21/ 22/ 23-May-2012 DAY 7 & 8 & 9
After a hot shower, I was ready to face the cold winds. It was 4.30 AM and hot tea was waiting for us. By the time we left Pahalgam it was 5.30 AM. Katra is a good 280 KMs away. We stopped around 8.30 AM for breakfast. A warm welcome was given to the hot paranthas. It is a shame that we did not get to taste the popular local “Rajma Chawal” during our trip. Our trip was uneventful except for one incidence. As we were negotiating one of the hills, suddenly a group of students (both boys and girls in the age group of 10-13 still in their uniforms….would have bunked their classes) descended on the road from the hills. As we have seen everywhere in the valley, army jawans with their automatics were present here as well. They steered cleared from the civil disturbance. Meantime, the students had piled up little rocks on the road and completely halted the traffic on either side. Somebody alerted the local police who quickly blasted their way in and wielded their steel batons on the students. The holdup lasted 45 minutes and soon the traffic was cleared. I am still wondering at “the cause” that led the young students to agitate on a highway…
By the time we reached Katra, it was late evening. The small road was choc-a-bloc with people. Our Volvo bus pushed its way through the crowd and dropped us in front of our hotel “Chirag International”. It is a good hotel but they would do a favor to their guests if they fumigate their place to keep the little cockroaches away. People busied themselves again with some local shopping.
Several from our group decided to climb the hill right after dinner. Three families including mine decided to leave next day morning by horseback. We were given enough warnings by the tour manager about the crowd and the precautions to be taken.
We mounted our respective horses by 5.30 AM. It was an arduous climb. The heat is energy sapping and I would recommend that everybody carry “Electral” or such energy supplements. One will lose body salts pretty quickly especially if you plan to climb all the way. We reached the top by 10.30 AM. We had to let go of our horses almost 1.5 Kms before reaching the temple. The crowd was surging and the queue was getting lengthier by the minute.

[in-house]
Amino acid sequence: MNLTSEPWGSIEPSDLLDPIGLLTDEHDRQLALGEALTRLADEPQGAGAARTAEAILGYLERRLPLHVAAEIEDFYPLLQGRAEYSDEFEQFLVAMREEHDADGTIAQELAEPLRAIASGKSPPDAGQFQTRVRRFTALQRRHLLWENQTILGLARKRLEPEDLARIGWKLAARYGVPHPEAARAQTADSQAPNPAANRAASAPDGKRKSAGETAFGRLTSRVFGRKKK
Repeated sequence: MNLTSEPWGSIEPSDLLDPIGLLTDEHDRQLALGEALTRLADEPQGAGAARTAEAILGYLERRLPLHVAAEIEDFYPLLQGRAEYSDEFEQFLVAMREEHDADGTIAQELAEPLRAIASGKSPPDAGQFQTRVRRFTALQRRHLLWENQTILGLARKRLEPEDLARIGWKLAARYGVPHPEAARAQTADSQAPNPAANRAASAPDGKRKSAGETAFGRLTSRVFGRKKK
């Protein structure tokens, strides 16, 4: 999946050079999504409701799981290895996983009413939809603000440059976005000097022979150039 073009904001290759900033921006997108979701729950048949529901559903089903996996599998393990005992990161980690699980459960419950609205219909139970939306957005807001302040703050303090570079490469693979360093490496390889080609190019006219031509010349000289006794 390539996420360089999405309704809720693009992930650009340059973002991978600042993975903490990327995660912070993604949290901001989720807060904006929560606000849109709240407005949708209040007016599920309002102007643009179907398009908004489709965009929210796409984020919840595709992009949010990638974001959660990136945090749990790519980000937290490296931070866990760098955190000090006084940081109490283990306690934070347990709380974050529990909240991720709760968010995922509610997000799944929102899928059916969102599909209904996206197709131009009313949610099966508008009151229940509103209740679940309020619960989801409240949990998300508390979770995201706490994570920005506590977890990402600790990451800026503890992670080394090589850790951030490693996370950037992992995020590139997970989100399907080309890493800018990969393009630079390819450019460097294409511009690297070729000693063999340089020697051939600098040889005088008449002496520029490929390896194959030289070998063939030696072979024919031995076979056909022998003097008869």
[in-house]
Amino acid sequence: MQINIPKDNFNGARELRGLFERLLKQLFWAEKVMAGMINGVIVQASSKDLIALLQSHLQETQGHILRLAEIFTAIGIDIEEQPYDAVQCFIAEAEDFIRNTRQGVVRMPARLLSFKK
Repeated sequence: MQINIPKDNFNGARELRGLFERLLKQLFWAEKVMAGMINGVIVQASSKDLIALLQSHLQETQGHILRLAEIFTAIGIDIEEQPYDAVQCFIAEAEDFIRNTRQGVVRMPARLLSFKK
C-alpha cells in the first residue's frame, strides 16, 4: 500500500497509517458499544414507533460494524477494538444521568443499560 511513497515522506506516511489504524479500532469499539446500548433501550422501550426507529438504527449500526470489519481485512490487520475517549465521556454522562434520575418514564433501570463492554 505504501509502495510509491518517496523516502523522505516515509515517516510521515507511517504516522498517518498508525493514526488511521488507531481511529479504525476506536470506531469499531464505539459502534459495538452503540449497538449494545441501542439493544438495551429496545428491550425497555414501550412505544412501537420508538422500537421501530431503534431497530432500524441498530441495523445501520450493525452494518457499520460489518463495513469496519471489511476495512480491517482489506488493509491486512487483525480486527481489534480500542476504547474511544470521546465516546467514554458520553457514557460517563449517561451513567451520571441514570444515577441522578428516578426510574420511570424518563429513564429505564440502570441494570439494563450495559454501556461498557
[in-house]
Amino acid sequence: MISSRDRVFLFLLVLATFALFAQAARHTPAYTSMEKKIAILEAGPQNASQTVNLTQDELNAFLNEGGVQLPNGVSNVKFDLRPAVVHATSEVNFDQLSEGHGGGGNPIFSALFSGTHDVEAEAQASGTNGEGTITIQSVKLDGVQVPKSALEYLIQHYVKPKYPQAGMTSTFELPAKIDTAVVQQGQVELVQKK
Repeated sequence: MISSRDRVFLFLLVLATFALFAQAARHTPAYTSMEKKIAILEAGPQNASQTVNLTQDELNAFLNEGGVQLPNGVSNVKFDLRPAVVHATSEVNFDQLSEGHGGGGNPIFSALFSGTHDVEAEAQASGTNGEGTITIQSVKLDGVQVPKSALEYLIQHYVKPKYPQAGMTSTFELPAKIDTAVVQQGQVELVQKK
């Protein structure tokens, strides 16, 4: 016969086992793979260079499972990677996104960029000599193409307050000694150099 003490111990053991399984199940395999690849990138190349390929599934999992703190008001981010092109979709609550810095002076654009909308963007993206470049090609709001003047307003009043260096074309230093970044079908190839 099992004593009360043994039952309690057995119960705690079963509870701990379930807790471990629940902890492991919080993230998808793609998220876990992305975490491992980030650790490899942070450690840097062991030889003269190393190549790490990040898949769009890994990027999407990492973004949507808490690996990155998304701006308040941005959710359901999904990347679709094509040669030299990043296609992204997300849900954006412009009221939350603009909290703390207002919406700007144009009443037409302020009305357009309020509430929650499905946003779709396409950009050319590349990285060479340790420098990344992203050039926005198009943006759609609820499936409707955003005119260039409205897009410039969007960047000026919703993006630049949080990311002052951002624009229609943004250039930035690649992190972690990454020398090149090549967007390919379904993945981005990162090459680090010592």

I never associate “cleanliness” with holy places in India. But in Vaishnodevi precinct, the administrators have totally been derelict in their duties. In the general melee, suddenly “work horses” would push their way through catching everybody unaware. With horse dung all over the place, people doing their morning ablutions right in the open, with muck on the road it was absolutely nightmarish. Slippers and shoes are strewn all over the place. There is no signboards, no announcements and the guards posted are not helpful. We decided to put our shoes in a locker room and stood in a queue but the queue never even inched forward.
I saw mothers dragging their bawling two year old on steep steps under hot sun. Probably the mother has faith but what about the little child? Services have been short changed in the name of faith. My friends who had gone the previous night had many unpleasant stories to tell. It need not be this way. We can make our religious places much cleaner, much more senior citizen friendly, much easier for the little children. It just needs will.
There were lot of groaning and moaning in the evening, with lots of out of shape feet . Some of us enjoyed nice leg and foot massage right outside our hotel.
As our flights and trains were at different times, we left at different times of the day from Katra to Jammu. My flight was at 4.30 PM and I was near the airport by 2 PM. My driver suggested that we should visit India-Pakistan border around 25 KMs from the airport. He promised to get us back to the airport in time. We reached Suchetgarh in 30 minutes.
There was a TV crew interviewing the officers and we had to wait for 10 minutes. A BSF jawan took us to the actual “line of control”. It is interesting to see a border wall that is totally engulfed by a tree. The tree has extended on both sides of the border. Neither Pakistan not India can cut the tree – a sort of “nature’s way of unity”. There are two large concrete platforms on either side of control for occasional tete-a-tete. We were asked not to take photographs of the LOC for security reasons. There are two large gates on either side of the LOC with the flags of the respective countries painted on them. The BSF post was a railway station during the British times. Sialkot is hardly 11 kms from the post. With the LOC running 3200 kms, jawans are posted at short intervals to ward off any untoward incidence.
On the way back to the airport we picked up cherries from the RS Pura market at excellent prices. Three cheers to the Indian armed forces for bringing peace to the valley and making it easy for ordinary citizens to enjoy the Paradise on Earth.